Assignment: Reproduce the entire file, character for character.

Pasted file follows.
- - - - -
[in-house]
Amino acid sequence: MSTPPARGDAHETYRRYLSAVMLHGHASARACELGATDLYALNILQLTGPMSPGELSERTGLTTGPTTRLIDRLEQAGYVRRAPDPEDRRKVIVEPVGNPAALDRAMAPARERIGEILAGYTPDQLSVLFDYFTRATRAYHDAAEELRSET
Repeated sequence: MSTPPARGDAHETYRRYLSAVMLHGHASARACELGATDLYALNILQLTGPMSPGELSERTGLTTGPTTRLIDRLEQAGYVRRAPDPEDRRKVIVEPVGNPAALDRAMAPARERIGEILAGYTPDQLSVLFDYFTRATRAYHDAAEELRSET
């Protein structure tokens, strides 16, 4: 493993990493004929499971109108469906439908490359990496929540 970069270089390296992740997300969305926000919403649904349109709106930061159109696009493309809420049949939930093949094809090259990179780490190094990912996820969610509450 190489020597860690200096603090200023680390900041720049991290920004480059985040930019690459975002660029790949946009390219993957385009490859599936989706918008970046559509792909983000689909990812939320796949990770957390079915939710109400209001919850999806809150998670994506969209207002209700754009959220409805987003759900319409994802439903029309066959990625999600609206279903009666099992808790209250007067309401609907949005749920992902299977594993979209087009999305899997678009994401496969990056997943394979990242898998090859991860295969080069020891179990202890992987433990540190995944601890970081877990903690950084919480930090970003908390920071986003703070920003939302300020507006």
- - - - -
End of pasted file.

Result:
[in-house]
Amino acid sequence: MSTPPARGDAHETYRRYLSAVMLHGHASARACELGATDLYALNILQLTGPMSPGELSERTGLTTGPTTRLIDRLEQAGYVRRAPDPEDRRKVIVEPVGNPAALDRAMAPARERIGEILAGYTPDQLSVLFDYFTRATRAYHDAAEELRSET
Repeated sequence: MSTPPARGDAHETYRRYLSAVMLHGHASARACELGATDLYALNILQLTGPMSPGELSERTGLTTGPTTRLIDRLEQAGYVRRAPDPEDRRKVIVEPVGNPAALDRAMAPARERIGEILAGYTPDQLSVLFDYFTRATRAYHDAAEELRSET
């Protein structure tokens, strides 16, 4: 493993990493004929499971109108469906439908490359990496929540 970069270089390296992740997300969305926000919403649904349109709106930061159109696009493309809420049949939930093949094809090259990179780490190094990912996820969610509450 190489020597860690200096603090200023680390900041720049991290920004480059985040930019690459975002660029790949946009390219993957385009490859599936989706918008970046559509792909983000689909990812939320796949990770957390079915939710109400209001919850999806809150998670994506969209207002209700754009959220409805987003759900319409994802439903029309066959990625999600609206279903009666099992808790209250007067309401609907949005749920992902299977594993979209087009999305899997678009994401496969990056997943394979990242898998090859991860295969080069020891179990202890992987433990540190995944601890970081877990903690950084919480930090970003908390920071986003703070920003939302300020507006």